Reception
Review scores
Publication Score
Allgame 4.5/5 stars[17]
Home Computing Weekly 4/5 stars[18]
Awards
Publication Award
Arcade Awards (1982) Best Science Fiction/Fantasy Coin-Op Game (Certificate of Merit)[19]
Arcade Awards (1983) Videogame of the Year (Certificate of Merit)[20]
Arkie Awards (1984) Stand-Alone Game of the Year, Computer Game of the Year (Certificate of Merit)[21]
Electronic Games Hall of Fame[22]

Tabletop and handheld games[edit]

In 1983, Coleco released a table top version of Zaxxon with a double panel VFD screen.[23] Bandai[24] released 2 Zaxxon handhelds: one VFD table top for the European and Japanese market, and an LCD card game sold worldwide.

Remakes and clones[edit]

The 1983 game Zaksund for the TRS-80 Color Computer was a clone of this game.[25]

In 1987's Panther, one had to rescue men and avoid enemy ships in a same isometric 3d-view game.[26]

The 2003 Retro Remakes competition produced clones for Linux and Windows.[27]

In popular culture[edit]

A home video game console port of Zaxxon was shown in the music video for the New Order track "Blue Monday".

Zaxxon was a featured plot device of the 1986 independent feature film Hollywood Zap!.

Similar games[edit]

  • Future Spy was created by Sega in 1984. This game uses the same hardware as Zaxxon and has very similar game play but with a more realistic military theme.[28]
  • Viewpoint was released by Sammy in 1992 for the Neo-Geo system. This game features the same 3/4 view perspective and similar gameplay as Zaxxon.[29]
  • Blue Max, a World War I flying game for the Commodore 64 and 8-bit Atari computers, had a similar isometric perspective and similar gameplay, and was described by one reviewer as "a souped-up version of Zaxxon." [30]

References[edit]

  1. ^ "Zaxxon". Arcade History. October 17, 2010. Retrieved 26 September 2011. 
  2. ^ Company:Ikegami Tsushinki - Game Developer Research Institute
  3. ^ ドンキーコング裁判についてちょこっと考えてみる Thinking a bit about Donkey Kong, accessed 2009-02-01
  4. ^ It started from Pong (それは『ポン』から始まった : アーケードTVゲームの成り立ち sore wa pon kara hajimatta: ākēdo terebi gēmu no naritachi?), Masumi Akagi (赤木真澄 Akagi Masumi?), Amusement Tsūshinsha (アミューズメント通信社 Amyūzumento Tsūshinsha?), 2005, ISBN 4-9902512-0-2.
  5. ^ Zaxxon from the Killer List of Videogames (KLOV)
  6. ^ Bernard Perron & Mark J. P. Wolf (2008), Video game theory reader two, p. 158, Taylor & Francis, ISBN 0-415-96282-X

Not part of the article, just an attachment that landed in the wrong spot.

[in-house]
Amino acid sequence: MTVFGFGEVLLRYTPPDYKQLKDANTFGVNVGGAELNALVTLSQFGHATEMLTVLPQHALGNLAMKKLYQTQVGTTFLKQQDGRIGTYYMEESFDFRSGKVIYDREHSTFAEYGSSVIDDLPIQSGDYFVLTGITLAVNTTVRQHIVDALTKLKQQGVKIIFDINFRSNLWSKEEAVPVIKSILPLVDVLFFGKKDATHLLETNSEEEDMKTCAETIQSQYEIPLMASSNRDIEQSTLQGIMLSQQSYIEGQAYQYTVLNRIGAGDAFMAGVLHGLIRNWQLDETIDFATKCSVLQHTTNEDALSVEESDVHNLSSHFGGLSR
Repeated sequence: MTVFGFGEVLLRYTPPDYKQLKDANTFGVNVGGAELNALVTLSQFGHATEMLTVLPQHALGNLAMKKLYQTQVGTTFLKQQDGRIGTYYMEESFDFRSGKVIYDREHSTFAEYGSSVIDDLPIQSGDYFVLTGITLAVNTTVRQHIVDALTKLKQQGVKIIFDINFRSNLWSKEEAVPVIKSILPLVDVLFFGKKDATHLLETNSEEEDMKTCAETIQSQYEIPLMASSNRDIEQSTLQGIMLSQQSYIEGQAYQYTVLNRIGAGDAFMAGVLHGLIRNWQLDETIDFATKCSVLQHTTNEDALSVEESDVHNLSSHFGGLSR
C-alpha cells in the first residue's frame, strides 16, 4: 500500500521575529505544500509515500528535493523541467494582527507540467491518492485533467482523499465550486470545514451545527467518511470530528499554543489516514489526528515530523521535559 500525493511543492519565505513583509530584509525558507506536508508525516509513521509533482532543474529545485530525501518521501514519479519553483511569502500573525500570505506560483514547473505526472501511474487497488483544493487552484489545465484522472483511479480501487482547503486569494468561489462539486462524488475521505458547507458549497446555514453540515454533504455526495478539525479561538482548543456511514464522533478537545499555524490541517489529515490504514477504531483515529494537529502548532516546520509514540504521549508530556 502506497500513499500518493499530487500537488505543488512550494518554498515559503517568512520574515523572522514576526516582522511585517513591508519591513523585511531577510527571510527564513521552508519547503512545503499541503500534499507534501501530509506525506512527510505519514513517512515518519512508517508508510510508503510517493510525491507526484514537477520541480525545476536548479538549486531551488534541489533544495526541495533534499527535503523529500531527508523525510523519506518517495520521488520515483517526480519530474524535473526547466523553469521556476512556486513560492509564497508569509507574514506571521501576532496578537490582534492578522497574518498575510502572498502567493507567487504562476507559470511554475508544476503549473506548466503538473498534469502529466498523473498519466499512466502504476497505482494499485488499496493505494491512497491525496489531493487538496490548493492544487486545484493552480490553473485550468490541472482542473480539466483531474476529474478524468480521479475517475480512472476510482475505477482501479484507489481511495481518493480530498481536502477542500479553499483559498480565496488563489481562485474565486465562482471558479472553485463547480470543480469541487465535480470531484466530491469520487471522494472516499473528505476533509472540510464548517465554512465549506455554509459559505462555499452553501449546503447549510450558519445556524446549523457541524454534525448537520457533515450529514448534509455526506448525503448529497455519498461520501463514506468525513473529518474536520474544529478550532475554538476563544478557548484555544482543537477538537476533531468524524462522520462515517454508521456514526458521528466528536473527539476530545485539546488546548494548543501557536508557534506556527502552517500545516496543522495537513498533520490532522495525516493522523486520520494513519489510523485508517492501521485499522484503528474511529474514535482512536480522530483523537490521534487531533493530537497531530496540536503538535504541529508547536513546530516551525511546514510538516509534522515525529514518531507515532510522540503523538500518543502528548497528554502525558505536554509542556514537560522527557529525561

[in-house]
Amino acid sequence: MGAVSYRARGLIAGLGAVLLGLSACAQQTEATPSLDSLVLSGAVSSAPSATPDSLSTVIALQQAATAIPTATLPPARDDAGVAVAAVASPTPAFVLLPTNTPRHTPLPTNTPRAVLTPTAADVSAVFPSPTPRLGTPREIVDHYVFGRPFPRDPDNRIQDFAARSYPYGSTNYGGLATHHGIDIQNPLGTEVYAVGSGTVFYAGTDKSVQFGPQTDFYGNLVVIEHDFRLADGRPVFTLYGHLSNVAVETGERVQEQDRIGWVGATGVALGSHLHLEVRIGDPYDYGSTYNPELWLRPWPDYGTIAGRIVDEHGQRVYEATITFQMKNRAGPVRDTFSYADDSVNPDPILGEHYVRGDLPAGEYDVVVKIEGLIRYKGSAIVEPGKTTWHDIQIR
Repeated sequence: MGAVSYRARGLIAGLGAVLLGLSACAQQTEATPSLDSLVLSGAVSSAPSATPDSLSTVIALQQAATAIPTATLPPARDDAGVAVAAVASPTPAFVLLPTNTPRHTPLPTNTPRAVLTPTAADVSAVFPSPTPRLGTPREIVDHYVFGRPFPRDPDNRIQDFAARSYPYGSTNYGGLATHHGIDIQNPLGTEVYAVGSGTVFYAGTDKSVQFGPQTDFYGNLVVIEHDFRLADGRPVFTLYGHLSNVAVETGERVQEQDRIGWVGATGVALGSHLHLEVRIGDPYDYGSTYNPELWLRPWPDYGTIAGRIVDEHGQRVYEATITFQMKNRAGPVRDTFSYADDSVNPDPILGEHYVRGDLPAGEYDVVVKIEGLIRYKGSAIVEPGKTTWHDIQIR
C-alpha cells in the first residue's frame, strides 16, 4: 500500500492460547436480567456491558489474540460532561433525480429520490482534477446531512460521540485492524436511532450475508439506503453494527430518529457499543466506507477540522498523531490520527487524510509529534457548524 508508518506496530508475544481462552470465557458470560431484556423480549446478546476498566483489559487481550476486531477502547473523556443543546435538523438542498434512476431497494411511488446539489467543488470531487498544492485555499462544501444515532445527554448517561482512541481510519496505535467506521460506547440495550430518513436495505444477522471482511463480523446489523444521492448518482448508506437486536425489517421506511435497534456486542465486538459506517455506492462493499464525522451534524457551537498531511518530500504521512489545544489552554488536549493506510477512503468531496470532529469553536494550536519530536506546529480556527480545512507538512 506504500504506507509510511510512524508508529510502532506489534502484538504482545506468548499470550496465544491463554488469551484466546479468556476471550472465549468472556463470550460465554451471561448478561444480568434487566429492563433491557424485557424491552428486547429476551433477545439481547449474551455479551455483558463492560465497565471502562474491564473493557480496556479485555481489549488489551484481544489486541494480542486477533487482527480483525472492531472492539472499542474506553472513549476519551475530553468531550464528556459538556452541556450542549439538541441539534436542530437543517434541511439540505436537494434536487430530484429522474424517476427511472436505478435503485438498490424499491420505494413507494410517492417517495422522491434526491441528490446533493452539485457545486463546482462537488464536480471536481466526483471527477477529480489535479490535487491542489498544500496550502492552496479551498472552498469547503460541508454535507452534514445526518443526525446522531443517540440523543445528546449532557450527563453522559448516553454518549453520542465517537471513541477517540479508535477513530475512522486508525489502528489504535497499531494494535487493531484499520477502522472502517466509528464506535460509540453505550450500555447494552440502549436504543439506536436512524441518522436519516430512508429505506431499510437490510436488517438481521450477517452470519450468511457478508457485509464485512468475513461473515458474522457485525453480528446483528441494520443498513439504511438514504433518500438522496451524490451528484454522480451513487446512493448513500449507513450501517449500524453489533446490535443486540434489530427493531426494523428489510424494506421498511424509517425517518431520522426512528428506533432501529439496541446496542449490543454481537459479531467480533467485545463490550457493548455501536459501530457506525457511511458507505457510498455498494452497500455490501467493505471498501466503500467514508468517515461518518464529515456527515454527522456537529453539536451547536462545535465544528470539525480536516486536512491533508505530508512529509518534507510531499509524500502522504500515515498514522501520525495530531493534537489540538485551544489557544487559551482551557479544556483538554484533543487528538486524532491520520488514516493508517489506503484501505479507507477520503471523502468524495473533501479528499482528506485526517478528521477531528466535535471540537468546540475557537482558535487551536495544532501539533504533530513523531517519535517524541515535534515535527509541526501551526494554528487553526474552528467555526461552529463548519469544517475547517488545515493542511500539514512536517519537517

7. ^ Chris Melissinos; Elizabeth Broun (2012). The Art of Video Games: From Pac-Man to Mass Effect. Welcome Books. pp. 28–9. ISBN 159962110X. Retrieved 17 May 2012. 
  8. ^ Mark J. P. Wolf (2008), The video game explosion: a history from PONG to Playstation and beyond, p. xviii, ABC-CLIO, ISBN 0-313-33868-X
  9. ^ Harmetz, Aljean (July 3, 1982). "Movie Themes Come To Video Games". Star-News. Retrieved 28 February 2012. 
  10. ^ Zaxxon entry from TwinGalaxies.com
  11. ^ Jackson entry from CAESAR (Catalogue of Arcade Emulation Software - the Absolute Reference)
  12. ^ Zaxxon at MobyGames
  13. ^ December 2009 releases in Japan
  14. ^ Choney, Suzanne. "80 video games head for Smithsonian art exhibit". NBC News. Retrieved 13 March 2014. 
  15. ^ Zaxxon from the Great Game Database (GGDb)
  16. ^ Zaxxon at BoardGameGeek
  17. ^ Zaxxon at AllGame
  18. ^ "Spectrum Software Reviews". Home Computing Weekly (52): 8. 6 March 1984. Retrieved 11 February 2012. 
  19. ^ "Best Science Fiction/Fantasy Coin-Op Game". Electronic Games 1 (11): 35. January 1983. Retrieved 11 February 2012. 
  20. ^ "Videogame of the Year". Electronic Games 2 (23): 67. January 1984. Retrieved 11 February 2012. 
  21. ^ "1985 Arkie Awards". Electronic Games 3 (35): 28–9. January 1985. Retrieved 11 February 2012. 
  22. ^ "Hall of Fame Winners". Electronic Games 3 (35): 58–59 [58]. January 1985. Retrieved 11 February 2012. 
  23. ^ Announcement of Handheld Zaxxon Electronic Games Magazine July 1983
  24. ^ Bandai Zaxxon from handheldmuseum.com
  25. ^ Boyle, L. Curtis. "Zaksund". NitrOS9. Retrieved 28 March 2014. 
  26. ^ Panther on AtariMania. Retrieved on 2009-04-28.
  27. ^ Pankhurst, Gary. "Zaxxon RetroRemake - HomePage". Retrieved 2009-04-30. 
  28. ^ Future Spy from the KLOV
  29. ^ Viewpoint from the KLOV
  30. ^ Analog Computing Magazine #19, June 1984

External links[edit]